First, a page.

By Dan Kennedy • The press, politics, technology, culture and other passions

More isn’t better

There’s an upside and a downside to the fact that space on the Web is essentially limitless. It’s great that a news site like can be used to upload supplemental material such as audio, video, extra photos and original documents. But it’s not so great when someone decides that a tightly edited story in the print edition can undergo gasification on the Web.

To wit: This morning I was reading the online edition of the Times — ostensibly the print analogue — when I came across a disclaimer that accompanied a story about a video made just before a deadly protest last May in Uzbekistan: “This is an expanded version of the article that appeared in the print edition.”

Sure enough. I copied and pasted the online version into Microsoft Word, and it clocked in at 3,750 words. According to LexisNexis, the print version is just 2,949 words.

Extra stuff for those with the time and interest to peruse it is great. But please, let me read the basic story without having to plow through an extra 800 words.

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  1. Geoff Green

    Did you happen to notice any difference offhand? I’m curious if the material was interspersed within, or if the print edition simply cut out some paragraphs.

  2. Dan Kennedy

    Geoff — I have not gone to those lengths, pun intended.

  3. PRrag

    That’s the terrible beauty of the Internet…it’s given the rant a new life.

  4. another face at zanzibar

    Boy, if this was the only inconvenience you encountered today, I’d say you’re ahead of the game.

  5. Dan Kennedy

    Zanzibar: It is obviously not a big deal. But it is a problem if the Net’s limitless capacity leads to lazy editing. Right now, newspaper circulation is shrinking while Web readership is growing. Overwhelming Web readers with too much material is not the way to save the news business. I’m not sure why the Times did what it did today, but I hope it’s not a harbinger.

  6. Stella

    It would be interesting to learn the motive for the additional material. Did it enhance the piece? I mean, what’s the point?

  7. Anonymous

    It would be helpful for there to be some kind of visual indication as to what part of a story is web-exclusive. But let’s not forget that print stories are edited not only for ‘tightness’ but also to fit the news hole. And anyway, print is well on its way to extinction, so it’s doubtful these distinctions will be meaningful for much longer.

  8. informedbutamusedobserver

    Space is shrinking in newspapers, if the Web offers a way to give people more, and give the journalists a way to tell the complete story, then its a good thing. The Internet is sometimes a bit too easy for the intellectually lazy who want icons and quick-click, boiled-down summaries.Somehow I doubt that a bite-off is the New York Times copy desk way of editing for space, but it would be instructive to find out what they cut, moved or rewrote.Even so, I can now hear the right-wingers gearing up to call this some sort of communist plot; that those dastardly liberal conspirators are either a)making sure some of the most flaming liberal aspects of the piece are distributed to fellow travelers only through the Web or b)the dirty Times refuses to put material favorable to the right-wing point of view in the daily, so it gets cut.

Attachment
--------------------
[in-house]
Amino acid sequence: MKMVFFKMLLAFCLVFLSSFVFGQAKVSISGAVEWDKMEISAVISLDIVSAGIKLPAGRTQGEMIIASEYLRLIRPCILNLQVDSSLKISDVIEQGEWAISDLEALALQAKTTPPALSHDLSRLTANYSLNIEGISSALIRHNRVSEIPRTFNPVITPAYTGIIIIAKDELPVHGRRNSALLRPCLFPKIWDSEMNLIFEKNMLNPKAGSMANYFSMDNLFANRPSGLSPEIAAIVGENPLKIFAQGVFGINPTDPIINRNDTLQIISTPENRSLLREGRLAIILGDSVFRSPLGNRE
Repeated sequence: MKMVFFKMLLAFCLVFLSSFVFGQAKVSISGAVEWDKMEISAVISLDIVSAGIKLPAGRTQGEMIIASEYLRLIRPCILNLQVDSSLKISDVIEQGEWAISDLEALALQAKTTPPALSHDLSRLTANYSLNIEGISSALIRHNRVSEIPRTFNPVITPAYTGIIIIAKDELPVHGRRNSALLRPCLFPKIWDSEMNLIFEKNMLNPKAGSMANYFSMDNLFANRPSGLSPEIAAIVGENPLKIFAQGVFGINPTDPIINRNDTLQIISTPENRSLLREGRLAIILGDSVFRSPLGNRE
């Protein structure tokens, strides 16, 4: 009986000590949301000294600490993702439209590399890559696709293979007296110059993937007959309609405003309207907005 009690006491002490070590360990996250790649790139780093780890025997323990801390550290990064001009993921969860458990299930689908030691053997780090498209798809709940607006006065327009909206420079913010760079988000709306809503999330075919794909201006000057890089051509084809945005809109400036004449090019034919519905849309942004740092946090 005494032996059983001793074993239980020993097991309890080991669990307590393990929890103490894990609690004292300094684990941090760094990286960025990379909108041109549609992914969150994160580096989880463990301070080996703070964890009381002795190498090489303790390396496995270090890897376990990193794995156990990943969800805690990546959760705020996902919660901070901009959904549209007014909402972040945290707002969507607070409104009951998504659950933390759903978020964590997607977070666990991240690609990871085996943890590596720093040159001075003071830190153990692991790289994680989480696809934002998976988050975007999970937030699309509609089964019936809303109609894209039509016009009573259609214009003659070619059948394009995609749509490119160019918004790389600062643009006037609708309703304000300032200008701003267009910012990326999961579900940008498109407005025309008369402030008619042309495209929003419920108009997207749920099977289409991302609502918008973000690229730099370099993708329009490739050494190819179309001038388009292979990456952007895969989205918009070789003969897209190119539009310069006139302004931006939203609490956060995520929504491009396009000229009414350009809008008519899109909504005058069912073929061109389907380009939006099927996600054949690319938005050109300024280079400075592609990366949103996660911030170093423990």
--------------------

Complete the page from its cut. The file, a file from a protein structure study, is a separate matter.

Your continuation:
9. another face at zanzibar

    Dan, I guess I’ve solved this problem this way: I no longer read the print version. I’m 45–I grew up in a house that read several papers every day, so it was a hard thing to do. But we finally weaned ourselves off the Times last year and the Globe a few weeks ago. I do miss the ink all over my hands after Sunday breakfast with the Times.

  10. metallicaMobes

    Um, informedbutannoying, maybe you should lay off the kool-aid. Not everything to us right-wingers are conspiracies.

  11. Peter

    “Not everything to us right-wingers are conspiracies.”Right. For example, the 2000 and 2004 elections. NOT stolen by the GOP. Y’all agree on that, don’t youse?

  12. Anonymous

    Peter,Your take on the elections was as accurate as your grammar…

  13. peter

    Anonymous: The grammar was intentional — a reference to the hillbilly manner of speaking prevalent among so many on the right wing. Like, say, our president? Not the slightest sense of humour on some people..

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